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Bewitched and Bothered, Too / Bewildering 'Wicked' tries to be both dark and cute; so witch is it?

Somewhere - over the rainbow, under the rainbow, or

rainbow not included with purchase - there lurks the heart of a smart, lovable,

bitter and sweet musical called "Wicked." In fact, if you click your ruby

slippers together, or at least concentrate harder than should be required at a

$14-million Broadway family confection, you should be able to locate the soul

of this much-anticipated Oz prequel in the overproduced, overblown, confusingly

dark and laboriously ambitious jumble that opened last night in the impossibly

cavernous Gershwin Theatre.

Hint: keep your eye on the witches. These wonderful girls from Oz - Idina

Menzel as the Wicked Witch and Kristin Chenoweth as Glinda the Good - are the

delight in the long evening and the best reason for the show. Somewhere along

the road from a reportedly promising tryout in San Francisco last spring,

however, the creative team appears to have lost sight of the primacy of the

witches' story over the spectacle.

And what a spectacle this is. The musical, based on Gregory Maguire's

popular 1995 novel about Oz before Dorothy blew in, has much of the cold,

heavy, metallic, Industrial Revolution nightmare look that Eugene Lee created

for the original "Sweeney Todd." An enormous mechanical dragon lurks at the top

of the proscenium, and the stage is dominated by wheels, gears and widgets

that suggest the workings of a clock. The script makes the occasional reference

to a "clock of the time dragon," which may mean something to scholars of the

source material. Mere theatergoers might just think the set is dark, cluttered

and none too pretty.

Of course, we understand that "Wicked" is not just about pretty. At least,

Joe Mantello, a gifted director who seems overpowered by his first big musical,

lets us think we understand. Winnie Holzman, who wrote for TV's girl-sensitive

"My So-Called Life," has a keen sense of the complexities of friendship among

teens, who happen to grow up to be witches we all know. This is lovely. But the

story is also meant to be a political morality play about a place of bigotry

against girls born green, oppression of Munchkins and, most incoherently, a

plot to cage all animals and stifle their ability to speak.

Really, we are all for content over fluffball. Who wouldn't love a

sorceress who, to liberate animals, gives up her privilege? Unfortunately the

political messages are at war with the cupcake cuteness and, worse, the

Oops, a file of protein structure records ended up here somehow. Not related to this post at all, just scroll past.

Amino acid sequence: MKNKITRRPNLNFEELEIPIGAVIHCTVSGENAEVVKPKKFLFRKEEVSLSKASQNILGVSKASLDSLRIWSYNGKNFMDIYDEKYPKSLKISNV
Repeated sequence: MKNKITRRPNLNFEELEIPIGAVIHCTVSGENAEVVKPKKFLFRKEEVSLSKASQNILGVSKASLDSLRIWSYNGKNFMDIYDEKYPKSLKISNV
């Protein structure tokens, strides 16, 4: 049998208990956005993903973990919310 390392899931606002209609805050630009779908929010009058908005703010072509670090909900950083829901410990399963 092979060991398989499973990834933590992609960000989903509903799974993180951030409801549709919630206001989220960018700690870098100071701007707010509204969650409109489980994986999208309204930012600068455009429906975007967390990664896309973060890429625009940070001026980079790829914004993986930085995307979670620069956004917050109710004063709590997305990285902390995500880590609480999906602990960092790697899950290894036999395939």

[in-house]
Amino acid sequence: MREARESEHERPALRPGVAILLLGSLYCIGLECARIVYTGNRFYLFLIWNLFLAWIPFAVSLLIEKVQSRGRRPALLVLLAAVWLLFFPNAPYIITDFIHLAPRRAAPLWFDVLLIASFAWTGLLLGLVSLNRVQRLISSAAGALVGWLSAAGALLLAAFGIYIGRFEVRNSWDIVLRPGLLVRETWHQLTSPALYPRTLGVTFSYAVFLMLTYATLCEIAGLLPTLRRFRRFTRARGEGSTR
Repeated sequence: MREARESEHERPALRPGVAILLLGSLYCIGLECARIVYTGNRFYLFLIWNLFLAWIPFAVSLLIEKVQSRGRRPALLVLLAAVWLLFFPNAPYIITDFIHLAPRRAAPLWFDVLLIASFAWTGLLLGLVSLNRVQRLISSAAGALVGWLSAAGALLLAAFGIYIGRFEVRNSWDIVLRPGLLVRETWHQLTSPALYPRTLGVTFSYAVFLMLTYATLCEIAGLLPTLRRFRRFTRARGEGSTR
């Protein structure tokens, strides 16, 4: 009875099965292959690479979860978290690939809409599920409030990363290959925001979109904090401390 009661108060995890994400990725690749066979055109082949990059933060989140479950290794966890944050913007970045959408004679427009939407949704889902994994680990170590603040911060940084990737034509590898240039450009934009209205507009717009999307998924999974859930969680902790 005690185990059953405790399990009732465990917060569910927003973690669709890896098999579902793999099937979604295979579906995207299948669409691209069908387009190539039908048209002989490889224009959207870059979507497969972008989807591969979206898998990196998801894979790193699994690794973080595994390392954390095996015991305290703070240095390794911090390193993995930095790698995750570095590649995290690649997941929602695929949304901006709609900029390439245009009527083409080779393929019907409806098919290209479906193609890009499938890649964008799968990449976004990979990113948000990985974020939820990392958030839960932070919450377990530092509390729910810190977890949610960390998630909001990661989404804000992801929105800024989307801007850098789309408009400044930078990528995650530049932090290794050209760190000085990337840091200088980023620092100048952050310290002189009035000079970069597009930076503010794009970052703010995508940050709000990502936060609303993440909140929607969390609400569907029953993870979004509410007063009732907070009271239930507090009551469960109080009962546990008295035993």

motivations for the evil Wizard's plots are almost impossible to understand.

That sly pro, Joel Grey, as the Wizard, does blossom toward the end in an

all-out vaudevillian number about moral ambiguity - "a man's called a traitor,

or liberator; a rich man's a thief, or philanthropist; is one a crusader, or

ruthless invader?"

Stephen Schwartz, responsible for such high-sap hits as "Godspell" and

"Pippin," has written an uneven but ambitious score. There are Sondheimesque

numbers that have more than a passing suggestion of "Into the Woods," and these

don't coexist well with the bushel of creamy generic

scream-it-to-the-second-balcony pop ballads.

Perhaps, if the theater were not such a stadium and the amplification

weren't smearing the words, we might have had a better chance to get the point.

Did someone say "confusifying"? Let's get to the good news. Chenoweth,

Broadway's favorite twisted Kewpie doll, is even more expertly dark and

adorable as Glinda, who mangles the language until the jokes rub dry. She

begins as a spoiled princess and actually learns to be good. She floats into

her first entrance, not on a bubble, but on a hard metal contraption. She is a

twinkling contradiction of self-regard and subtext, teaching the green witch

how to flip her hair and chirping her songs like a demented operetta diva. She

does a mean baton twirl with her wand and her Evita bit for the masses is


But the news is Menzel, who was reportedly obscured by Chenoweth's sparkle

in San Francisco. No problem now. The actress, who created the role of Maureen

the performance artist in "Rent," makes a radiant soulful idealist as Elphaba,

the born-green child, a political martyr whose fate is to be the Wicked Witch.

Elphaba's formidable presence contrasts wittily with the tiny Glinda, just as

Menzel's pungent rock-belter voice contrasts with Chenoweth's dainty-belting


Elphaba is an outcast, the caregiver to her favored but crippled sister

(Michelle Federer). Her green skin also comes with magical gifts, which makes

her the unexpected star pupil at the sorcery school - and this was before Harry

Potter. Carol Shelley is blissfully nasty as the headmistress. Norbert Leo

Butz makes the switch from vacant pretty boy to revolutionary with charm, and

William Youmans is deeply touching as the professor goat who is tortured into

giving up his voice.

The running-gag evolution of Glinda's name is a bore, but there is great

fun in learning where the black hat came from, why the monkeys fly, why the Tin

Woodsman has no heart, etc., and why the so-called Wicked Witch is so

determined to get those ruby slippers. We never see Dorothy, but there is an

amusing glimpse of the yellow brick road - along with the sad sense of loss

about roads not taken here.


WICKED. Music and lyrics by Stephen Schwartz, book by Winnie Holzman. Directed

by Joe Mantello, with musical staging by Wayne Cilento, sets by Eugene Lee,

costumes by Susan Hilferty, lights by Kenneth Posner, music direction by

Stephen Oremus. Gershwin Theatre, 51st Street west of Broadway. Seen at

Tuesday's preview.

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